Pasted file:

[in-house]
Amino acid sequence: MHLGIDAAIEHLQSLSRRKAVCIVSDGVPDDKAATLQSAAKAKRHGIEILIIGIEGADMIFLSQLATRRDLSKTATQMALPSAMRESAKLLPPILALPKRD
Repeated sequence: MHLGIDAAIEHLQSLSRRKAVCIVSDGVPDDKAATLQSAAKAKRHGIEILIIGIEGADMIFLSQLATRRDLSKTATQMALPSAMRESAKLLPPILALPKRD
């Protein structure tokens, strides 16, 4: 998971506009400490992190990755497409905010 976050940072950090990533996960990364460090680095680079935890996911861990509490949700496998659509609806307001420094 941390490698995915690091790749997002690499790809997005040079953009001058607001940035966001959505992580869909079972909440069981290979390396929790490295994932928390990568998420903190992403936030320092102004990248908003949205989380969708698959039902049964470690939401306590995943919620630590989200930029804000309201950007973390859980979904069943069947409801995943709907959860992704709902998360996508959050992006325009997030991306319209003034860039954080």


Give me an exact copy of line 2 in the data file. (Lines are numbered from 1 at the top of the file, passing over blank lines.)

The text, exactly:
Amino acid sequence: MHLGIDAAIEHLQSLSRRKAVCIVSDGVPDDKAATLQSAAKAKRHGIEILIIGIEGADMIFLSQLATRRDLSKTATQMALPSAMRESAKLLPPILALPKRD